Steven Emerson, an expert on terrorism and head of the Investigative Project on Terrorism, a research organization, told Fox News the Foreign Sovereign Immunities Act (FSIA) provided the rules and qualifications for which countries could be sued, overriding traditional diplomatic immunity. "One of the main conditions named in the FSIA and subsequent amendments that enables nations to be sued is for terrorism, which specifies the denial of immunity, if that nation has been involved in sponsoring, directing or assisting in any other way an act of terrorism or violence against American citizens or its assets."
Amer Fakhoury celebrating Christmas with his family. (Amer Fakhoury Foundation)
Emerson, who has served as an expert witness in terror cases involving Iran and Sudan, went on, "Iran has probably been sued—and lost—the greatest number of times in U.S. courts by victims of terrorism, ranging from Americans who were killed by the Iranian-controlled Hezbollah terrorist groups to Americans killed by the Iranian-sponsored Hamas and Islamic Jihad terrorist groups to Americans tortured by Iran."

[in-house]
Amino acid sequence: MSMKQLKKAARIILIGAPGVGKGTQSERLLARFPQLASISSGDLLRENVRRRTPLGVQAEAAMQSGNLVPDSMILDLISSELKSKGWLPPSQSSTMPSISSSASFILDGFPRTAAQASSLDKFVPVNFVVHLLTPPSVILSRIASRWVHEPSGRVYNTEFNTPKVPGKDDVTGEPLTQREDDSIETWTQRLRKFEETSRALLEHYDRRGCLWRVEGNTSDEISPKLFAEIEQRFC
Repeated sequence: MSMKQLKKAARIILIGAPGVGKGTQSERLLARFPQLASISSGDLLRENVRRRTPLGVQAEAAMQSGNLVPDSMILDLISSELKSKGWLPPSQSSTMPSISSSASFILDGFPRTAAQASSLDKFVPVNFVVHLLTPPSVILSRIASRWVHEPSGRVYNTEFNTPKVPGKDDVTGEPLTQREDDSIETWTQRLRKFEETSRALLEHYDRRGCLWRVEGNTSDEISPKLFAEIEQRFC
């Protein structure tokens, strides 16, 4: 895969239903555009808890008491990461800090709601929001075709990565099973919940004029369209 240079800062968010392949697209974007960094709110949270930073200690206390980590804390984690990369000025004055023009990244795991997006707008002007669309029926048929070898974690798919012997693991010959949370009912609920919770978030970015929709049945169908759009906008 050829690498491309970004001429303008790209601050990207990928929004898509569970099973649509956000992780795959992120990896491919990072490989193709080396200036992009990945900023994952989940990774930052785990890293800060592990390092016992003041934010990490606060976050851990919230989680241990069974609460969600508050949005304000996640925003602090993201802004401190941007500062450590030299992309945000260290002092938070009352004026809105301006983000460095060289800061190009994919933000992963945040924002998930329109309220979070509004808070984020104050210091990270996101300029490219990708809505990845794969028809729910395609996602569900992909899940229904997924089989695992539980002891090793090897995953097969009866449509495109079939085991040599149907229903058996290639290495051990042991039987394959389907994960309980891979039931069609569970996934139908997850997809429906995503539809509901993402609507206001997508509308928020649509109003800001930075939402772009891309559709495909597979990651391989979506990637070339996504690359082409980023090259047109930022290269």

He estimated that courts have ruled in favor of plaintiffs suing Iran in terrorism lawsuits to the tune of upwards of $10 billion, but he noted one big problem.
"Iran has never shown up, defaulted on all cases and refuses to pay one dime. And, efforts to seize Iranian assets in the U.S. by the plaintiffs have faltered because of court rulings against such seizures and strangely enough, by consistent prohibitions by successive presidential administrations—even prohibiting those who are owed billions of dollars by Iran having been guilty of committing an untold number of terrorist atrocities from collecting the billions of dollars of Iranian assets seized by the U.S. government."
Hezbollah fighters at a memorial ceremony in southern Lebanon, in 2016. (AP Photo/Mohammed Zaatari, File)